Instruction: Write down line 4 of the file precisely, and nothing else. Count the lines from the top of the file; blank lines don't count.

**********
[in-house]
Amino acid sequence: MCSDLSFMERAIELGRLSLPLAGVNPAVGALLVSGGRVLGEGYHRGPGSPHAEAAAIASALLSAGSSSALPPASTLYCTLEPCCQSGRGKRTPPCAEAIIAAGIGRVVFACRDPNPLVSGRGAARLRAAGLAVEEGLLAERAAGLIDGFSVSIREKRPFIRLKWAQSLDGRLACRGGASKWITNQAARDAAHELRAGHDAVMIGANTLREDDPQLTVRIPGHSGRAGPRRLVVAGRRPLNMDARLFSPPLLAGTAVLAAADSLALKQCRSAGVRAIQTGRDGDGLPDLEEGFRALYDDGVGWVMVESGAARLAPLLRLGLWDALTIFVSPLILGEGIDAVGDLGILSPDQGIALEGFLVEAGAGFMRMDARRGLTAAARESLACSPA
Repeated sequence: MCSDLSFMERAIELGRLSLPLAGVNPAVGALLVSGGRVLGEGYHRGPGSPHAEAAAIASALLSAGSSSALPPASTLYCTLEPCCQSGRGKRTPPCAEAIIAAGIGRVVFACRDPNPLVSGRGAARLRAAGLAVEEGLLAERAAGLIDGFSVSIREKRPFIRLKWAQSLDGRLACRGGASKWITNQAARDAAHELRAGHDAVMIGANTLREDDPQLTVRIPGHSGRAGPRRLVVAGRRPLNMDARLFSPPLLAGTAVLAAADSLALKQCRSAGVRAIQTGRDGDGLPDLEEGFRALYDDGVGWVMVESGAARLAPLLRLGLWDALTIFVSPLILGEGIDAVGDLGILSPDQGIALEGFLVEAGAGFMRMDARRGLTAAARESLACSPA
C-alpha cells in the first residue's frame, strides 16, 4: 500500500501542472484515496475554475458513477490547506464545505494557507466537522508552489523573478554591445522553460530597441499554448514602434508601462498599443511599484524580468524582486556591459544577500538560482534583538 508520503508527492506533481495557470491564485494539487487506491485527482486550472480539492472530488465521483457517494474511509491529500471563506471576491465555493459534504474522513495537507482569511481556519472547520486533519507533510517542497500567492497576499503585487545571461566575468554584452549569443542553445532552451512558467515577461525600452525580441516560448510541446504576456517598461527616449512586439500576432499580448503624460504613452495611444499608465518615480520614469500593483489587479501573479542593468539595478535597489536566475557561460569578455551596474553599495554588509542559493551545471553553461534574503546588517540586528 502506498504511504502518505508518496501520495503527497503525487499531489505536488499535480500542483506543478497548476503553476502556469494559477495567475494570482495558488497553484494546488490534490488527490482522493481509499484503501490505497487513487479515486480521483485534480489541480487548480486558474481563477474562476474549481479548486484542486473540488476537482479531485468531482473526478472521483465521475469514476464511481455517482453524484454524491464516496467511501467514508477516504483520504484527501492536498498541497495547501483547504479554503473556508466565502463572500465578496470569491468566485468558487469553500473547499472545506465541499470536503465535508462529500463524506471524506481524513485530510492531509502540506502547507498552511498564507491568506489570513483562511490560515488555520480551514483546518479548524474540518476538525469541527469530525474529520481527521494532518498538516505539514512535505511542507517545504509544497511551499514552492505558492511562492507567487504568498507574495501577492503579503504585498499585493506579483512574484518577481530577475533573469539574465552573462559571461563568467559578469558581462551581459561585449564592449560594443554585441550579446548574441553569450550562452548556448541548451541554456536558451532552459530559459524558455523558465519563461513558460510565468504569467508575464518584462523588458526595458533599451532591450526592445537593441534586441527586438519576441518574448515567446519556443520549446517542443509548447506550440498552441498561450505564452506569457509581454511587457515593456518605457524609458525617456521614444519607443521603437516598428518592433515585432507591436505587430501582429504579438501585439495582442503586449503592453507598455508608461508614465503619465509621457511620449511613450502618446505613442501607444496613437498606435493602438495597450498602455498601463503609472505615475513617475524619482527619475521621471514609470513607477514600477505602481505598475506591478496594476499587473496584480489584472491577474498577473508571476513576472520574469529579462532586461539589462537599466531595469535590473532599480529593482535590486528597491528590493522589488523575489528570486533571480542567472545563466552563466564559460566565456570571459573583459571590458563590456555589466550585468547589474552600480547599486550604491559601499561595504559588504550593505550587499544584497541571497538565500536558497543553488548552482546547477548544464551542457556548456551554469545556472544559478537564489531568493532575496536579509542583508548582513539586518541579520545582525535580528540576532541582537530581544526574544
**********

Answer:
C-alpha cells in the first residue's frame, strides 16, 4: 500500500501542472484515496475554475458513477490547506464545505494557507466537522508552489523573478554591445522553460530597441499554448514602434508601462498599443511599484524580468524582486556591459544577500538560482534583538 508520503508527492506533481495557470491564485494539487487506491485527482486550472480539492472530488465521483457517494474511509491529500471563506471576491465555493459534504474522513495537507482569511481556519472547520486533519507533510517542497500567492497576499503585487545571461566575468554584452549569443542553445532552451512558467515577461525600452525580441516560448510541446504576456517598461527616449512586439500576432499580448503624460504613452495611444499608465518615480520614469500593483489587479501573479542593468539595478535597489536566475557561460569578455551596474553599495554588509542559493551545471553553461534574503546588517540586528 502506498504511504502518505508518496501520495503527497503525487499531489505536488499535480500542483506543478497548476503553476502556469494559477495567475494570482495558488497553484494546488490534490488527490482522493481509499484503501490505497487513487479515486480521483485534480489541480487548480486558474481563477474562476474549481479548486484542486473540488476537482479531485468531482473526478472521483465521475469514476464511481455517482453524484454524491464516496467511501467514508477516504483520504484527501492536498498541497495547501483547504479554503473556508466565502463572500465578496470569491468566485468558487469553500473547499472545506465541499470536503465535508462529500463524506471524506481524513485530510492531509502540506502547507498552511498564507491568506489570513483562511490560515488555520480551514483546518479548524474540518476538525469541527469530525474529520481527521494532518498538516505539514512535505511542507517545504509544497511551499514552492505558492511562492507567487504568498507574495501577492503579503504585498499585493506579483512574484518577481530577475533573469539574465552573462559571461563568467559578469558581462551581459561585449564592449560594443554585441550579446548574441553569450550562452548556448541548451541554456536558451532552459530559459524558455523558465519563461513558460510565468504569467508575464518584462523588458526595458533599451532591450526592445537593441534586441527586438519576441518574448515567446519556443520549446517542443509548447506550440498552441498561450505564452506569457509581454511587457515593456518605457524609458525617456521614444519607443521603437516598428518592433515585432507591436505587430501582429504579438501585439495582442503586449503592453507598455508608461508614465503619465509621457511620449511613450502618446505613442501607444496613437498606435493602438495597450498602455498601463503609472505615475513617475524619482527619475521621471514609470513607477514600477505602481505598475506591478496594476499587473496584480489584472491577474498577473508571476513576472520574469529579462532586461539589462537599466531595469535590473532599480529593482535590486528597491528590493522589488523575489528570486533571480542567472545563466552563466564559460566565456570571459573583459571590458563590456555589466550585468547589474552600480547599486550604491559601499561595504559588504550593505550587499544584497541571497538565500536558497543553488548552482546547477548544464551542457556548456551554469545556472544559478537564489531568493532575496536579509542583508548582513539586518541579520545582525535580528540576532541582537530581544526574544